The approaching holiday season means two things: shopping and travel. While the state's resident college student population generally avoids the former (unless someone else is paying), they embrace the latter and inundate our roadways with fast speeds and liability-only insurance. Why? For the free meals and gifts given to them during awkward family visits in late November and December.
Whether you went to school out of state, across the state or right here in Houston, it's a drill you know all too well. Everyone's guilty of contributing to seasonal traffic, and now that we're out in the real world, we must suffer it. Yet this annual pilgrimage isn't without its perks, especially if your route takes you through La Grange on U.S. Highway 77.
For four years, I made the drive between Huntsville and Victoria so I could eat something besides ramen and receive the same awful clothes as the previous year. And during each trip out and back, I'd see the same thing: Magilla the Gorilla.
Located off of 77 just south of the Colorado River, Magilla adorns the property line of Jody Mihatsch, a local banker. Mihatsch installed the 6,700-pound concrete behemoth a few years after a 1996 accident blew through his fence and a few trees. Rather than replace the lost trees, the banker bought the gorilla statute in Waco and had it delivered on a flatbed truck.
Named for the popular 1960s cartoon character, the gorilla became something of a local legend. “We get like 60 to 80 notes on him every year,” Mihatsch told the Victoria Advocate in 2007. Having a statue of a nonnative species, let alone any kind of art piece that large, is sure to turn heads in south-central Texas. But Magilla's owners don't stop there.
Depending on the time of year, Mihatsch's interests or outside input, the statue is always dressed in costume. Ghouls and Frankenstein's monster for Halloween. A pilgrim, a Native American or a turkey at Thanksgiving. Frosty, Santa Claus or one of the 12 reindeer during the Christmas season. You name it, Magilla's probably been it.
The added bonus of a gigantic gorilla statute dressed to impress only increased its visibility. That's how I first came to see the beast when, driving back to school after an Easter weekend away, I decided to avoid the interstates and Houston traffic. As soon as I made the turn towards Mihatsch's property line, I saw the bright pink bunny ears and a picnic basket filled with giant, multicolored eggs.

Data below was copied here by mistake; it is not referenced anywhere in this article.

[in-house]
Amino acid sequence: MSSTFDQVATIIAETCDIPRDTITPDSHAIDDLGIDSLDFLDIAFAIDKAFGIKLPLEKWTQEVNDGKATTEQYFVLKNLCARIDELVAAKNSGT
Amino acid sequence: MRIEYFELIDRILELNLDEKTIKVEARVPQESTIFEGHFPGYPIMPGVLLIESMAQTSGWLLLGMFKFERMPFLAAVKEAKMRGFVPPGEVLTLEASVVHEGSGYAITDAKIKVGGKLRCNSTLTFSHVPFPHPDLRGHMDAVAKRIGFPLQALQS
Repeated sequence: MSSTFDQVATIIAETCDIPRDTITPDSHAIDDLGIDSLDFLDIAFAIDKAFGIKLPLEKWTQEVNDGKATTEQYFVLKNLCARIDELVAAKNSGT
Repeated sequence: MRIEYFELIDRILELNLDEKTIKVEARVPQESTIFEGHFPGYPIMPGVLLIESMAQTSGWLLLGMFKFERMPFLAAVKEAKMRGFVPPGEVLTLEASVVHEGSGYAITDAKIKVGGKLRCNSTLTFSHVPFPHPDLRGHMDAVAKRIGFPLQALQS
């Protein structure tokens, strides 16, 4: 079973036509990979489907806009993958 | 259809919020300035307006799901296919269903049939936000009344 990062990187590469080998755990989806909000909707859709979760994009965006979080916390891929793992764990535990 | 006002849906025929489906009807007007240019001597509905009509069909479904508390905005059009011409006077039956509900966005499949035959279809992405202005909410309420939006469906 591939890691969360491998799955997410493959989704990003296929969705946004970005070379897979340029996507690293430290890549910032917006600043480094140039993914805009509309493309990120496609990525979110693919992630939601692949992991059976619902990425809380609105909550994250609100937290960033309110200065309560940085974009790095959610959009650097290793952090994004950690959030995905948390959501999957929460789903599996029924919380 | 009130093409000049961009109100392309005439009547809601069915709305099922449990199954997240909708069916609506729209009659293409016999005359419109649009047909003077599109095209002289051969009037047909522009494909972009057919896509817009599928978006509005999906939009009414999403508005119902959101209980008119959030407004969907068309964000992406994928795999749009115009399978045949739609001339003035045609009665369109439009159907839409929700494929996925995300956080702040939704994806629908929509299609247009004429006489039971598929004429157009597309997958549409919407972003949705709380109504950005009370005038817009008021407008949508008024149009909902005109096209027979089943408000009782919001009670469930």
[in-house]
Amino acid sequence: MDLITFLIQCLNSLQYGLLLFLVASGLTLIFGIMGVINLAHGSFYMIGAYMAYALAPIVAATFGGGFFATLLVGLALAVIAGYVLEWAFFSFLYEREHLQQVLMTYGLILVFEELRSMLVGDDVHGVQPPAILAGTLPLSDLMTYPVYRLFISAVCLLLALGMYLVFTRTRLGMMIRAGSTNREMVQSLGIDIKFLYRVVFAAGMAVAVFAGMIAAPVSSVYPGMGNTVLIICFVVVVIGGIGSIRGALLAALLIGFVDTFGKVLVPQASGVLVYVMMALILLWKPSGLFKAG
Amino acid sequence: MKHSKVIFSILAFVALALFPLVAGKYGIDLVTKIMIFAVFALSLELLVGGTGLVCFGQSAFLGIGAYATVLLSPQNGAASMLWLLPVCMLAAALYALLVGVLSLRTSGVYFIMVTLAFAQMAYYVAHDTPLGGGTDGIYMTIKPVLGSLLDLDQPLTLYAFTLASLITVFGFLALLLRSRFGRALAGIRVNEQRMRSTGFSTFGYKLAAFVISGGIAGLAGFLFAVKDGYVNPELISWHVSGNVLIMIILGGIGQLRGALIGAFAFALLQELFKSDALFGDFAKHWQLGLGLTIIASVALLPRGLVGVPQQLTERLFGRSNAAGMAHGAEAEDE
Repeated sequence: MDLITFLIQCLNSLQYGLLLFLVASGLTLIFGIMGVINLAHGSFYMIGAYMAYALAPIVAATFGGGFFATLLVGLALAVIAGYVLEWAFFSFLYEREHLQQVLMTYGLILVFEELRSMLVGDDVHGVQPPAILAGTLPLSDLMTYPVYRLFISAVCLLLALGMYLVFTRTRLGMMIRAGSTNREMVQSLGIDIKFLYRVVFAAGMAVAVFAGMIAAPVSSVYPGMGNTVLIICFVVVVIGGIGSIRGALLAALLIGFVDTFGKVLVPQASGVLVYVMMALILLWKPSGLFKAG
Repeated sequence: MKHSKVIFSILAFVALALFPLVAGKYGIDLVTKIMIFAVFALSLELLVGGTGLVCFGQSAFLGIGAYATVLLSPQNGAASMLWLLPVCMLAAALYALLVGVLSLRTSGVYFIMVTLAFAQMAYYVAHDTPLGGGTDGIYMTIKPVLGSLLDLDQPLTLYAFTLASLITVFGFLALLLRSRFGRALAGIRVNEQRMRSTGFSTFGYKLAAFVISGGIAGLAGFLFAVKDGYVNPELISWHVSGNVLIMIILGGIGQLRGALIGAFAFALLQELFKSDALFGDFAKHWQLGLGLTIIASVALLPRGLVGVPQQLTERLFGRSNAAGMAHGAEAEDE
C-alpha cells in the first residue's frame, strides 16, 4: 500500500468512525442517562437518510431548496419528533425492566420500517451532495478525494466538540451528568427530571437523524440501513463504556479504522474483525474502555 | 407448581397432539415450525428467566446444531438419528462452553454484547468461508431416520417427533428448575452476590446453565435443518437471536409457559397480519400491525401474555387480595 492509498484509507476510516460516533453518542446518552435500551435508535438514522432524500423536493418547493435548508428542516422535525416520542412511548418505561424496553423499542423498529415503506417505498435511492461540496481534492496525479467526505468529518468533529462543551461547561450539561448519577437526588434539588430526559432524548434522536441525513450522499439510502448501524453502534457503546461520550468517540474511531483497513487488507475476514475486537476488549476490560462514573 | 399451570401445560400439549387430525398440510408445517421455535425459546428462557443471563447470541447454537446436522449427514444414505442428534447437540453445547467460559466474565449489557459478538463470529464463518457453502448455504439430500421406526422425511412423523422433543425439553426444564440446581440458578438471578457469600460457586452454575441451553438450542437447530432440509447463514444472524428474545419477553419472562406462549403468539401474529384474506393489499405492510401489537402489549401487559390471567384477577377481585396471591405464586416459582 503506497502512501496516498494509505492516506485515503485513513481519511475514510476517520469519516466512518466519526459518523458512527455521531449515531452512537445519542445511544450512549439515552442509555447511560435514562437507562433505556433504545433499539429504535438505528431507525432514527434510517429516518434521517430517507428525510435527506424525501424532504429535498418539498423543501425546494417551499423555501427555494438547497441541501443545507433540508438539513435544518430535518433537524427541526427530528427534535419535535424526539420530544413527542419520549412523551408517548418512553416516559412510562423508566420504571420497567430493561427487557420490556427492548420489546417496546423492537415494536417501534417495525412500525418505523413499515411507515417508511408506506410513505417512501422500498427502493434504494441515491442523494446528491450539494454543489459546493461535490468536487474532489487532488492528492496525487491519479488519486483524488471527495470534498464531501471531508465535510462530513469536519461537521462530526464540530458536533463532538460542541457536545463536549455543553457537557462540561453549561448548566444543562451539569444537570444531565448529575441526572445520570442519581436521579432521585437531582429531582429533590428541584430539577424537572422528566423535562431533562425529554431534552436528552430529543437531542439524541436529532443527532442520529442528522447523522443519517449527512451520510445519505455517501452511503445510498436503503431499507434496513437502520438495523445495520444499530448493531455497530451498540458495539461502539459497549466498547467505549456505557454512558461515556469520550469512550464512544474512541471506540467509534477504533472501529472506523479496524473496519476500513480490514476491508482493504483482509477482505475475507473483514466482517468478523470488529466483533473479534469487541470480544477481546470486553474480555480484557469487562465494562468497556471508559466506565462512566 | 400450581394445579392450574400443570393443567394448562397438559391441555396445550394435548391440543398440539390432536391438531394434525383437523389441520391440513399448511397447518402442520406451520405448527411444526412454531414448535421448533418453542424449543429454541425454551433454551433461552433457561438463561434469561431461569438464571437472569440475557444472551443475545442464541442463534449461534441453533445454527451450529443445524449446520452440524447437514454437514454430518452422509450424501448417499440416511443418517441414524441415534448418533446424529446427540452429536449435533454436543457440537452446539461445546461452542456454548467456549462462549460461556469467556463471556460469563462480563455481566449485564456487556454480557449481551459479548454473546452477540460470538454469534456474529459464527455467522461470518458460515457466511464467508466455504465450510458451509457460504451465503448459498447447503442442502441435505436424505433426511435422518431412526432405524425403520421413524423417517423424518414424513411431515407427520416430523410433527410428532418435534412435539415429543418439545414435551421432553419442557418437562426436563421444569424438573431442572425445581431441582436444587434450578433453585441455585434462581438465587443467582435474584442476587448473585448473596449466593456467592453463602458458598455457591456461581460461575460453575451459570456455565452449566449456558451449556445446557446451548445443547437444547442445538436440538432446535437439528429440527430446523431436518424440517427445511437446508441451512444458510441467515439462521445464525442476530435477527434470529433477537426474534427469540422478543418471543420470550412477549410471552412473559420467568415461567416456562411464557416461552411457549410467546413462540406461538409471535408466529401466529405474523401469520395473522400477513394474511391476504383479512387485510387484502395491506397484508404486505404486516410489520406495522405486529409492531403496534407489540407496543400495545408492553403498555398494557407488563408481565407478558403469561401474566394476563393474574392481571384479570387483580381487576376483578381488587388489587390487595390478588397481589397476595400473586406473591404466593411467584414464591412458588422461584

“What the hell is that?” I asked my travel companion.
She looked up and spotted the statue. “Oh, that's Magilla. Keep your eyes on the road.”
Sure enough, drivers on both sides of the highway were slowing down to confirm the statue's existence and dissuade themselves of any impending insanity. Since everybody was doing it, passengers and all, my friend's cautionary note proved valid. Yet the gorilla's distraction did something the reduced speed limit signs did not—it got us all to slow down.
For about 2,000 feet, this stretch of 77 winds this way and that before ultimately curving west across the Colorado River and into La Grange proper. The road is prone to accidents, especially with drivers speedily hopscotching between smaller Texas towns. After all, it's because of a speeding truck that Mihatsch installed Magilla in the first place.
No wonder the gorilla's famous among students. They won't remember the speed limit signs, and they'll definitely try to forget their accrued speeding tickets and warnings about reckless driving, but Magilla? He's a celebrity in their eyes, mainly because they remember him.
He's also a favorite among those of us in the real world, because his presence accomplishes two things: he makes this particular chunk of 77 safer for all drivers on the road, and he brings our collegiate friends and family members home in one piece.